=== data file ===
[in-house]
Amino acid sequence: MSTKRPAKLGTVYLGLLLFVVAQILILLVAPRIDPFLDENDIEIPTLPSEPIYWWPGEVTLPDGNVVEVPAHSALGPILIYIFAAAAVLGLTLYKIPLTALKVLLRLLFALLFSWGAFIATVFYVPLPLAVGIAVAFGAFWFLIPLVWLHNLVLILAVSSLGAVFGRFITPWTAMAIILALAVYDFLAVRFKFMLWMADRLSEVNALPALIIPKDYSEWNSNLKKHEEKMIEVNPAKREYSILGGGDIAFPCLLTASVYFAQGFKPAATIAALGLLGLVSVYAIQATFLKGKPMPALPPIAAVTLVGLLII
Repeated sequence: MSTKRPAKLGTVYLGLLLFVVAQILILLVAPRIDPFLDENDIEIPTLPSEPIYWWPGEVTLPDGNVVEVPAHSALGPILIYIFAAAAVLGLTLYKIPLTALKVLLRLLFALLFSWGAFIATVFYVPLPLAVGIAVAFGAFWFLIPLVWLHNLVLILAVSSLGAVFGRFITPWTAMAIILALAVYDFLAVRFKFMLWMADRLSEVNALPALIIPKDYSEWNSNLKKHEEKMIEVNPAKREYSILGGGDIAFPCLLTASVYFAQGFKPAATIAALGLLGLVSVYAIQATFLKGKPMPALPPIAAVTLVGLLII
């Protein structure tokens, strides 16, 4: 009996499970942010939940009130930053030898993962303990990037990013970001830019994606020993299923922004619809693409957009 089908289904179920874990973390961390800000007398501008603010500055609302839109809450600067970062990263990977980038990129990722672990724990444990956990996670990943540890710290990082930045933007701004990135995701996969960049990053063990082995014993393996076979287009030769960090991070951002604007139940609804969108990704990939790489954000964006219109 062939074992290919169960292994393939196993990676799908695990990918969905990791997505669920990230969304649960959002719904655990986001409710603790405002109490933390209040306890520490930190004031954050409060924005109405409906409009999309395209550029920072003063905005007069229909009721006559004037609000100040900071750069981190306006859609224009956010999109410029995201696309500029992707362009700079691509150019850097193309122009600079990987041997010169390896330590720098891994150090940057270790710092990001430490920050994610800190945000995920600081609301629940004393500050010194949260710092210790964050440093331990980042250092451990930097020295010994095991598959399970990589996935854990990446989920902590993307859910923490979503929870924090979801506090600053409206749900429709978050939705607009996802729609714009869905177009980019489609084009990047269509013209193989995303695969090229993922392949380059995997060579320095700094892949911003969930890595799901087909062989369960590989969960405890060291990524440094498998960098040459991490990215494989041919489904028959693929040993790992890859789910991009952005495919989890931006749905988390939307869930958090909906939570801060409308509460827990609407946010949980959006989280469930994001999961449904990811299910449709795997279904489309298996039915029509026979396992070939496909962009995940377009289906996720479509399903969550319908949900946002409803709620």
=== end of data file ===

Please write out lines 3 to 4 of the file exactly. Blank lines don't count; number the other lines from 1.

Repeated sequence: MSTKRPAKLGTVYLGLLLFVVAQILILLVAPRIDPFLDENDIEIPTLPSEPIYWWPGEVTLPDGNVVEVPAHSALGPILIYIFAAAAVLGLTLYKIPLTALKVLLRLLFALLFSWGAFIATVFYVPLPLAVGIAVAFGAFWFLIPLVWLHNLVLILAVSSLGAVFGRFITPWTAMAIILALAVYDFLAVRFKFMLWMADRLSEVNALPALIIPKDYSEWNSNLKKHEEKMIEVNPAKREYSILGGGDIAFPCLLTASVYFAQGFKPAATIAALGLLGLVSVYAIQATFLKGKPMPALPPIAAVTLVGLLII
């Protein structure tokens, strides 16, 4: 009996499970942010939940009130930053030898993962303990990037990013970001830019994606020993299923922004619809693409957009 089908289904179920874990973390961390800000007398501008603010500055609302839109809450600067970062990263990977980038990129990722672990724990444990956990996670990943540890710290990082930045933007701004990135995701996969960049990053063990082995014993393996076979287009030769960090991070951002604007139940609804969108990704990939790489954000964006219109 062939074992290919169960292994393939196993990676799908695990990918969905990791997505669920990230969304649960959002719904655990986001409710603790405002109490933390209040306890520490930190004031954050409060924005109405409906409009999309395209550029920072003063905005007069229909009721006559004037609000100040900071750069981190306006859609224009956010999109410029995201696309500029992707362009700079691509150019850097193309122009600079990987041997010169390896330590720098891994150090940057270790710092990001430490920050994610800190945000995920600081609301629940004393500050010194949260710092210790964050440093331990980042250092451990930097020295010994095991598959399970990589996935854990990446989920902590993307859910923490979503929870924090979801506090600053409206749900429709978050939705607009996802729609714009869905177009980019489609084009990047269509013209193989995303695969090229993922392949380059995997060579320095700094892949911003969930890595799901087909062989369960590989969960405890060291990524440094498998960098040459991490990215494989041919489904028959693929040993790992890859789910991009952005495919989890931006749905988390939307869930958090909906939570801060409308509460827990609407946010949980959006989280469930994001999961449904990811299910449709795997279904489309298996039915029509026979396992070939496909962009995940377009289906996720479509399903969550319908949900946002409803709620």